For BC Terrain
British Columbia is the most mountainous region of Canada and contains a variety of terrain that presents particular challenges to search and rescue groups.
It is also Canada’s third largest province at 944,735 square kilometres. By comparison, it is larger than every US state except Alaska. In addition to basic search techniques every ground search and rescue (GSAR) volunteer receives during an almost 100 hour ground search and rescue course, GSAR groups have members trained as Team Leaders and Search Management to plan and direct operations. Teams in BC may also train in specific technical rescue techniques appropriate for the areas they cover. The following is a list of rescue techniques used in BC.
Regardless whether an event is a search or a rescue, there has to be some organization behind it all, and that is the role of the SAR Manager. These individuals are experienced searchers who had risen through the ranks to become trained incident commanders, proficient in understanding maps, search theory, and the tactics and strategies for finding all manner of missing persons.
SAR managers in BC take specialized courses in the Incident Command System (ICS), and working side by side with the RCMP and police, BC Coroners Service, and other emergency responders, are responsible for the safety of their respective search groups.
There are two levels of SAR manager in BC. The first level involves the majority of most searches and rescues in the province, which end in one operational period (12 hours.) However, some searches in BC can last for days and involve thousands of square kilometres of wilderness, hundreds of volunteers from multiple GSAR groups and the public. These searches required highly trained SAR managers, who are considered a level 2 SAR manager.
Types Of Rescue Operations
Rope rescue refers to any rescue where a rope is required to safely move the subject, the rescuer, or both. This may be on terrain where the slope is over a certain angle, on vertical terrain, or in areas where a slip or fall will have drastic consequences. Rope rescue courses in BC teach a top-down, dual rope “static” system that is similar to many other regions in the world. Training standards are high, with certifications for team member, team leader and instructor levels.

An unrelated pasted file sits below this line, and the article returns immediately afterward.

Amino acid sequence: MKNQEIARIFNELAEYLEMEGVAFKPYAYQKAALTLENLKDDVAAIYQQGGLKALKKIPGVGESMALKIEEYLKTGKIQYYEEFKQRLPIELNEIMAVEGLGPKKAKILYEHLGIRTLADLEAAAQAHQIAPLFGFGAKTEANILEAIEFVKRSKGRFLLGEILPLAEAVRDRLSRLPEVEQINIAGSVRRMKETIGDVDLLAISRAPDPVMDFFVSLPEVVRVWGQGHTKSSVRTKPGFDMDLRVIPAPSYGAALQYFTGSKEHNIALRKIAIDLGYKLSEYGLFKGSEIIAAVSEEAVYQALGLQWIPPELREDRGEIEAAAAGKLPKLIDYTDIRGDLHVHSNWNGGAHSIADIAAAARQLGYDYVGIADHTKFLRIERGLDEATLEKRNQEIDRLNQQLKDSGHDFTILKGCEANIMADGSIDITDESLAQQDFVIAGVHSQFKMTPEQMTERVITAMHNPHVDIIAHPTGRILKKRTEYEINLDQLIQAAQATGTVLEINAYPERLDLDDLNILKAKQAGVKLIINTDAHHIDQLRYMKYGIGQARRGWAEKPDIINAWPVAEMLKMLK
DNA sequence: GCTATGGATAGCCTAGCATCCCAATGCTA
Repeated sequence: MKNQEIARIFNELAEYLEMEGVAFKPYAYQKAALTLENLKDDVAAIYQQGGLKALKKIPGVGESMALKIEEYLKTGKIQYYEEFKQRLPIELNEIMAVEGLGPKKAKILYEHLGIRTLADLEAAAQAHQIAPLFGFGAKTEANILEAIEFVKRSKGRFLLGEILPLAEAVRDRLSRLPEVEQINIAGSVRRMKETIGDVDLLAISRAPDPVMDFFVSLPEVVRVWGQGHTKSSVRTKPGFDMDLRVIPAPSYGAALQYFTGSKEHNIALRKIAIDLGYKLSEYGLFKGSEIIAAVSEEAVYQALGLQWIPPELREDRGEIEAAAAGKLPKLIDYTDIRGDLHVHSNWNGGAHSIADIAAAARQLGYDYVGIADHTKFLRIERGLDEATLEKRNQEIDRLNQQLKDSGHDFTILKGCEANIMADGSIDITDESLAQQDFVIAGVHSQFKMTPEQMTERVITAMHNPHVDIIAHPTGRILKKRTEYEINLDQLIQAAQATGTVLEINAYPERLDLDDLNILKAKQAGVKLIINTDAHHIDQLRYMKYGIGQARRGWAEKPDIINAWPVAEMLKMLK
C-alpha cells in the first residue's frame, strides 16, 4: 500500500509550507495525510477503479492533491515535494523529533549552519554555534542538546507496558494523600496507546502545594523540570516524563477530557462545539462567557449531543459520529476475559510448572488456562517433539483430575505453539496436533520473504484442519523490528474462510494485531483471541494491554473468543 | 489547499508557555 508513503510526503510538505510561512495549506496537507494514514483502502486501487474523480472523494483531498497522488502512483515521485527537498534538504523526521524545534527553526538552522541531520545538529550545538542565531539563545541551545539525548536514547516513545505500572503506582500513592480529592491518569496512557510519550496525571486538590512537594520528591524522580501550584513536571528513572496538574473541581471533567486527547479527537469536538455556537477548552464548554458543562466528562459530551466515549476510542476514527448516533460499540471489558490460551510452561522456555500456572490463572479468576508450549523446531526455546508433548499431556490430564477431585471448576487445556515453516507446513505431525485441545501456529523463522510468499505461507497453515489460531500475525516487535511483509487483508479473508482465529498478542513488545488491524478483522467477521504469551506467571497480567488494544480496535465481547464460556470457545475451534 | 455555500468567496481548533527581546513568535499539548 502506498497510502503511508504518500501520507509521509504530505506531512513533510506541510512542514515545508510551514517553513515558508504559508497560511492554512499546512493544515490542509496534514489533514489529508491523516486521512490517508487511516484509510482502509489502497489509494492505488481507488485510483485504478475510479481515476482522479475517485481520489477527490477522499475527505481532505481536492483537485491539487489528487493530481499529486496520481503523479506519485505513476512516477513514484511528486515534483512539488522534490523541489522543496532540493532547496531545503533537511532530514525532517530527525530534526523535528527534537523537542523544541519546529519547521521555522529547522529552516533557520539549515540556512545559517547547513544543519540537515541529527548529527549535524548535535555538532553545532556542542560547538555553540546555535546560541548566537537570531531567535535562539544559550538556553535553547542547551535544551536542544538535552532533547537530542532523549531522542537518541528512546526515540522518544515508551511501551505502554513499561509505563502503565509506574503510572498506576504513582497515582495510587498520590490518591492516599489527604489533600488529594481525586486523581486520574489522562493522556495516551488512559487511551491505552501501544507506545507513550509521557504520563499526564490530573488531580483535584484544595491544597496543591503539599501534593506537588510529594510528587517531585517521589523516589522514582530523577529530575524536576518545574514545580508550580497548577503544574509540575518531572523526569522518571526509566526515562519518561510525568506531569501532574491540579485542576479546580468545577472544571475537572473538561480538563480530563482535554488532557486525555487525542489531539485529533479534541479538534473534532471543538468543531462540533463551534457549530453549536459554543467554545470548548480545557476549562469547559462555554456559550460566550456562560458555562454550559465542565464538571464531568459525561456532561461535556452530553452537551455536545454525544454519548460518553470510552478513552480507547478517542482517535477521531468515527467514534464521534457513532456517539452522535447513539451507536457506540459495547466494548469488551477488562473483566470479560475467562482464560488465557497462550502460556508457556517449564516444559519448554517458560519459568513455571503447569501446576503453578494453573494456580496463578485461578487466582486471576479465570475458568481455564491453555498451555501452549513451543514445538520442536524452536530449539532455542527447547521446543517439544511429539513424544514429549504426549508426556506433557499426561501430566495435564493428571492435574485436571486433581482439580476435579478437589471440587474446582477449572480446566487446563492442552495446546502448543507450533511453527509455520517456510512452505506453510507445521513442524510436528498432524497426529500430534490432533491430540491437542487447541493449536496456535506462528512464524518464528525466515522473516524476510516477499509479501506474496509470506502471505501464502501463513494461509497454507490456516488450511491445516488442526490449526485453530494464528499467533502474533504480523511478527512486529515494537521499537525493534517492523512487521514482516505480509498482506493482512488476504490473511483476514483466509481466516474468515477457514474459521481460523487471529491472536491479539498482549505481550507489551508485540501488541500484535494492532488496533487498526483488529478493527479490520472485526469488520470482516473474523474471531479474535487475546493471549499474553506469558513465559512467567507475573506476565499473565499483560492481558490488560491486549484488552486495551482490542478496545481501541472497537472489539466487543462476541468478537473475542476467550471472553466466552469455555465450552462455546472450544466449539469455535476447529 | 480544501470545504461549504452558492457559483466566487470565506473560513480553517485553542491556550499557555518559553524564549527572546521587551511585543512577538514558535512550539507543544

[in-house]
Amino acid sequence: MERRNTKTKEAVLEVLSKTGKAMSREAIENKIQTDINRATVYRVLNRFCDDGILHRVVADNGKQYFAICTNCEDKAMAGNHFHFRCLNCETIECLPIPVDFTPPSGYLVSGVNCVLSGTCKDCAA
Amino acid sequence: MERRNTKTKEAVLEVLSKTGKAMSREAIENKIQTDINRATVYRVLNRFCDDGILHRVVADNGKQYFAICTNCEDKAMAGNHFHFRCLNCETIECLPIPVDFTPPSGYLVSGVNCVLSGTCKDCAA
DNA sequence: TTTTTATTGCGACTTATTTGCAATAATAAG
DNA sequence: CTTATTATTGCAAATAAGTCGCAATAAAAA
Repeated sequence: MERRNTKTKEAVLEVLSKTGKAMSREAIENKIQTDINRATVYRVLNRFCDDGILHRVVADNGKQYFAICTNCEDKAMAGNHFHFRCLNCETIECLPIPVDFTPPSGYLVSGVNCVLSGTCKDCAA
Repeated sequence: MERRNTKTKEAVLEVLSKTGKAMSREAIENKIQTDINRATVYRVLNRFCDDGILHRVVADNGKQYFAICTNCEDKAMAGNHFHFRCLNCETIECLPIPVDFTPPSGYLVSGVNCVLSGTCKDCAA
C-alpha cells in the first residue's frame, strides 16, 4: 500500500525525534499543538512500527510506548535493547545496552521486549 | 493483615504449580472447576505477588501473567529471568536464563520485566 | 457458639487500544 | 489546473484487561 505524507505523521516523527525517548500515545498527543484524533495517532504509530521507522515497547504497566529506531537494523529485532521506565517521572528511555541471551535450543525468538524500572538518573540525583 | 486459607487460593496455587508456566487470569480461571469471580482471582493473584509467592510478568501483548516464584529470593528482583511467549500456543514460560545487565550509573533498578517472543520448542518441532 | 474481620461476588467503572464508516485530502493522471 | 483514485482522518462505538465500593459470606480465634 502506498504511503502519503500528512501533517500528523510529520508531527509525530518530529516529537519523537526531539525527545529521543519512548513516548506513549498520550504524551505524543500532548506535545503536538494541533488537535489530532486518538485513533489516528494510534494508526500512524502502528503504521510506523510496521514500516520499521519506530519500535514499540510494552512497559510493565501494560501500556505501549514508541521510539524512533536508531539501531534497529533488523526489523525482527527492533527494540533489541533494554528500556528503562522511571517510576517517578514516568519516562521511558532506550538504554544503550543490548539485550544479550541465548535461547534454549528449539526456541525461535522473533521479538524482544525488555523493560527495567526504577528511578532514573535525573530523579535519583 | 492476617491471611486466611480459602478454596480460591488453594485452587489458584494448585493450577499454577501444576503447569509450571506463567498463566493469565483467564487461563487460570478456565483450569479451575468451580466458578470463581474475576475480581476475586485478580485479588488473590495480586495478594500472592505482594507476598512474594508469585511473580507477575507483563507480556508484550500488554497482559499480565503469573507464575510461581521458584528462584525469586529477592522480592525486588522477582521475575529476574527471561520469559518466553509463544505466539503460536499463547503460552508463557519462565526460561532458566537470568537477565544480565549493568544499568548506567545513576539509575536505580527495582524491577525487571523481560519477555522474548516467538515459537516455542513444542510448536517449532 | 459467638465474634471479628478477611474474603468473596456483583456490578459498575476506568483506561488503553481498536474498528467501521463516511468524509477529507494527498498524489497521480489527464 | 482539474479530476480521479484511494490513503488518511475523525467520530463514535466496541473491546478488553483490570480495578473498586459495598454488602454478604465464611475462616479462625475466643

Swift Water Rescue
Swift water is any moving water that has the possibility of knocking someone off their feet. BC is a province full of rivers and streams and has a significant flooding event every year with ice melt (see the BC River Forecast Centre for more information on this). There is a significant amount of exposure to swift water in the form of fishing, boating, kayaking and white water rafting in BC and there is a need for rescue services both for members of the public and to keep GSAR volunteers safe while searching river banks.
Swift water rescue training is very involved, with some courses lasting several days and covering aspects such as boat operations, shoreline rescue, disentanglement, swimming and “line across” techniques. Certifications from operations to instructor are offered.
Flat Water Rescue
Aside from rivers, BC has a huge number of lakes and reservoirs, Kootenay Lake, Shushwap Lake, Okanagan Lake, Harrison Lake and Pitt Lake are just a few, very large and challenging lakes that are almost the size of inland seas. Because the mandate of ground SAR is to cover land and inland waterways, many GSAR groups adjacent to lakes and rivers develop significant flat water response capabilities.
Specialized equipment for flat water response can range from simple rigid hull inflatable boats and jet skis to full size aluminium rescue boats and hovercraft. Groups that have this capability invest significant time and resources training and responding to flat water rescues.
Flat Ice Rescue
Most of BC goes through a deep freeze every winter, with lakes and rivers freezing solid and various forms of recreating taking place on the frozen surfaces. Ice fishing, skating and snowmobile operations are common. When someone breaks through the ice, in many areas it is GSAR members who respond and this rescue technique is required.
Similar to ice rescue, most of BC has significant snowfall during the winter and any operations with a combination of snow and slopes over a certain angle (steepness), there is the possibility of an avalanche. Training is required in BC for all operations that take place in avalanche terrain because GSAR members have to travel through the avalanche hazard even if they are looking for a lost person.